So many trip reports out there tell you about all of the best hotel points redemptions. While I’m not immune to the $2500/night redemption I’m finding more and more of my travels are booked without using my travel points on hotels. Our last five week trip for Camp Mom South America used exactly two nights on points. But even when chains are where you want to go they may not be your best option.
I’m going to begin at the end here by reminding you that the best of anything is a tricky business. What makes the best sense on paper may not be the best for you. That’s why I’m calling this post “surprisingly good ways to use hotel points” instead of dictating to you.
I’m also not only profiling specific properties here. This isn’t a classic listicle. In fact you should take any listicle with a grain of salt. While gawking at luxury hotels is fun, I’m more concerned with giving you concrete tips you can actually use.
Three Surprisingly Good Ways to use Hotel Points
Road trips can be an especially good value on points. I’ve had success using points, particularly Club Carlson and Choice, for last minute stops along I-95. Tip: if you’re booking a hotel at the last minute from the road-BOOK IT BEFORE MIDNIGHT. Most search engines will not let you book “in the past”. Even though you’re looking for that night if it’s after midnight they’ll default to the next evening.
Hotel points can also be great before and after flights. In fact the two nights we did use this summer were both at the Holiday Inn Santiago airport. Do keep in mind that many sky high priced downtown and airport hotel rates on Sunday-Thursday drop to under their points value on weekends. Be sure to compare the cash prices before assuming points will be the best deal.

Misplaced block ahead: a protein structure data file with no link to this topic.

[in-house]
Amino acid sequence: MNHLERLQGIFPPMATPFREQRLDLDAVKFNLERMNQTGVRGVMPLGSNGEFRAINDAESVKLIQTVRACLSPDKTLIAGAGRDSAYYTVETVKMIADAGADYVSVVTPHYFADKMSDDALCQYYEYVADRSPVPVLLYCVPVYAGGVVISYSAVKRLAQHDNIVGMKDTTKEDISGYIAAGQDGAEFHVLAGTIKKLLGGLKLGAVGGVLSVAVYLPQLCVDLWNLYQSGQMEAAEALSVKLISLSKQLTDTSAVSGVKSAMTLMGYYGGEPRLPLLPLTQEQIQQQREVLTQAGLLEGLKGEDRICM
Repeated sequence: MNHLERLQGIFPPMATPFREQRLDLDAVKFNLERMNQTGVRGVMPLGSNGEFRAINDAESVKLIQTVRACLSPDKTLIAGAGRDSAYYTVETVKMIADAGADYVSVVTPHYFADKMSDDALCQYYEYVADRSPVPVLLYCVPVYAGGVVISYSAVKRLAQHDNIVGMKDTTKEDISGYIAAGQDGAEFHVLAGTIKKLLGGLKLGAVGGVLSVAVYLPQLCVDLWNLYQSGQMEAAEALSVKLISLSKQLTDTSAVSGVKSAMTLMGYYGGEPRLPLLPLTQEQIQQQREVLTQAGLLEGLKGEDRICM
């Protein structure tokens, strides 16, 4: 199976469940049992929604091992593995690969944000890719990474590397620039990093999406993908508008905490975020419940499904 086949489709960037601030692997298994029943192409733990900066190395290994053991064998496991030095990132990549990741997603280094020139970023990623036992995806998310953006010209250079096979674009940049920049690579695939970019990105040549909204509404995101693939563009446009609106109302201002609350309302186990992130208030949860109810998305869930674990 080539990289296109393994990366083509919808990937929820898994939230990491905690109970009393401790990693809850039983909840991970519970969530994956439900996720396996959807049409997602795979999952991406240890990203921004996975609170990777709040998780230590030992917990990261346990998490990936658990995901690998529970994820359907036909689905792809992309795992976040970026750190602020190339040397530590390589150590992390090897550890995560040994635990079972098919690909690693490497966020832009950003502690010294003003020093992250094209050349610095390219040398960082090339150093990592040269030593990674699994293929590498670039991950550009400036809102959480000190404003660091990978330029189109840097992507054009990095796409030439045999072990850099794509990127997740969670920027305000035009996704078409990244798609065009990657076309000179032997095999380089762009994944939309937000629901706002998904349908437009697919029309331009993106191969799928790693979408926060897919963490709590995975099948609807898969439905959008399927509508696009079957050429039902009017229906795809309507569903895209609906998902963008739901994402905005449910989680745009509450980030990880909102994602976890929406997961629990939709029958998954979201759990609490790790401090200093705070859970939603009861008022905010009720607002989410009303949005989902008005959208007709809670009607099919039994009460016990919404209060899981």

The bad news about oblications– or those trips you to smaller markets you HAVE to take- is that hotel options are both limited and expensive. Lack of competition is bad for airfares, it’s absolute murder on hotel prices! I’ve seen barely 1 star Super 8s charge over $150/night in the most Podunk of places, simply because they can.
The good news is that many of those same hotels are low category redemptions on points. I’ve gotten as much as four cents a point by redeeming points at Country Inns, Hampton Inns, and Hyatt Places.
The small town redemption becomes even more valuable when there’s a special event- think state fairs, college football or any one week a year festival when prices go sky high.
An example: Camp Dad goes to the Iowa state fair every other year. For two weeks in August normally affordable Des Moines hotels rival New York prices. However, by booking as soon as the fair announced the dates I found a brand new Category 1 Hyatt Place. 5,000 points or $239? What would you do?
One thing I’ve noticed: new properties often are placed in a lower than expected points category. The category 1 Hyatt Place in Des Moines mentioned above is an example- the other Hyatt Place is a category 2 and I expect this one will go up next year.
In December I’m booked into a new Category 2 Four Points in Fort Lauderdale for 4,000 points a night (12K Marriott). Similar Marriott properties are category 6-7 at 30,000 to 35,000 points (10-12K SPG).
This anomaly is even more pronounced in luxury properties. I especially find it with SPG: my favorite points stay ever, Las Alcobas in Mexico City, started out as a way-undervalued category 4. Within a year it was a category 6 (and still worth every point).
This summer I noticed it in Argentina- two Tribute collection properties joined as a category 3 and were category fives within 3 months.
In what surprising way have you maximized hotel points? I’d love to hear your thoughts in the comments.
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